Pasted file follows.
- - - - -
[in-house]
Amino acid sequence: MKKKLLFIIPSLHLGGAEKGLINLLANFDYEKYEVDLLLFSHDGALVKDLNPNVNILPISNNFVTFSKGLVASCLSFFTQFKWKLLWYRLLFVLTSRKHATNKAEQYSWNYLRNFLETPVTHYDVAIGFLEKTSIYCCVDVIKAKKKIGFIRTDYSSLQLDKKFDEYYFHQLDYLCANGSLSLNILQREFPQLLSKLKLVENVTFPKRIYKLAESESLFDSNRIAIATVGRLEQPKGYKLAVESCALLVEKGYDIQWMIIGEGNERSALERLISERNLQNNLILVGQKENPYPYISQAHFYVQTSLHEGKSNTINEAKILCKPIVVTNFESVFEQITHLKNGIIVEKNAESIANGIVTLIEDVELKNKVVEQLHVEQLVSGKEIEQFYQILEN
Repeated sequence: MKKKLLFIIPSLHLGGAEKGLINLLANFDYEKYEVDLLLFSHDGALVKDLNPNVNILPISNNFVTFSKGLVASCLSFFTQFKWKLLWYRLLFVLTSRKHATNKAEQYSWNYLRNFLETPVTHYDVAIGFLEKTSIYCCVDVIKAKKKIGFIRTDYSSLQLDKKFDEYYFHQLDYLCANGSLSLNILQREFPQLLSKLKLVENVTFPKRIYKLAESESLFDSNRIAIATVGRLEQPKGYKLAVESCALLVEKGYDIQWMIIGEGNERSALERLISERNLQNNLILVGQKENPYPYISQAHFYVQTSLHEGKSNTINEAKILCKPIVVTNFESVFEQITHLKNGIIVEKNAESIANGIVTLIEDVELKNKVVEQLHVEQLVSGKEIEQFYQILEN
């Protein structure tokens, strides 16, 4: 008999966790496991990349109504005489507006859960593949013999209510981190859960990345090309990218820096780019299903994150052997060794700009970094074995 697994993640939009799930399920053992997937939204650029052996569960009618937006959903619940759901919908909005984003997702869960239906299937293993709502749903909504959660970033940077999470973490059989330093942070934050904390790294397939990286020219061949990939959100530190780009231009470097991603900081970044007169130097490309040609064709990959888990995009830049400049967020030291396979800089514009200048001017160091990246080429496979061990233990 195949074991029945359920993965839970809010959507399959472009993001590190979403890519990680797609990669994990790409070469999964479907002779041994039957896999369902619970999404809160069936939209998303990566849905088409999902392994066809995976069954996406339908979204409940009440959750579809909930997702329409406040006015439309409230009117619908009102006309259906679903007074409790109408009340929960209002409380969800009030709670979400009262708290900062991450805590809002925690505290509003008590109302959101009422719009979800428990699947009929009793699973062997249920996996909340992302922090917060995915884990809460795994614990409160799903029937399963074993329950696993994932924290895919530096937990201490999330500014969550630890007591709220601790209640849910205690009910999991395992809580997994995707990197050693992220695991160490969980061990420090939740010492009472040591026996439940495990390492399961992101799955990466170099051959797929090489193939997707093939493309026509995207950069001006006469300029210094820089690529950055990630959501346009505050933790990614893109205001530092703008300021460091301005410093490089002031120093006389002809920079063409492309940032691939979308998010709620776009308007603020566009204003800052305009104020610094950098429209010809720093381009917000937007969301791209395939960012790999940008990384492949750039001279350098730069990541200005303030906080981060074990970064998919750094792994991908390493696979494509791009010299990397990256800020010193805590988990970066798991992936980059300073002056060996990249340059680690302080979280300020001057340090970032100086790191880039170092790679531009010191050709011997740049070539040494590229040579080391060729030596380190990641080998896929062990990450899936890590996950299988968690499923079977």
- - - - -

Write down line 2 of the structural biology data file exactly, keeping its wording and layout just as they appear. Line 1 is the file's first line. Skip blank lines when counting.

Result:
Amino acid sequence: MKKKLLFIIPSLHLGGAEKGLINLLANFDYEKYEVDLLLFSHDGALVKDLNPNVNILPISNNFVTFSKGLVASCLSFFTQFKWKLLWYRLLFVLTSRKHATNKAEQYSWNYLRNFLETPVTHYDVAIGFLEKTSIYCCVDVIKAKKKIGFIRTDYSSLQLDKKFDEYYFHQLDYLCANGSLSLNILQREFPQLLSKLKLVENVTFPKRIYKLAESESLFDSNRIAIATVGRLEQPKGYKLAVESCALLVEKGYDIQWMIIGEGNERSALERLISERNLQNNLILVGQKENPYPYISQAHFYVQTSLHEGKSNTINEAKILCKPIVVTNFESVFEQITHLKNGIIVEKNAESIANGIVTLIEDVELKNKVVEQLHVEQLVSGKEIEQFYQILEN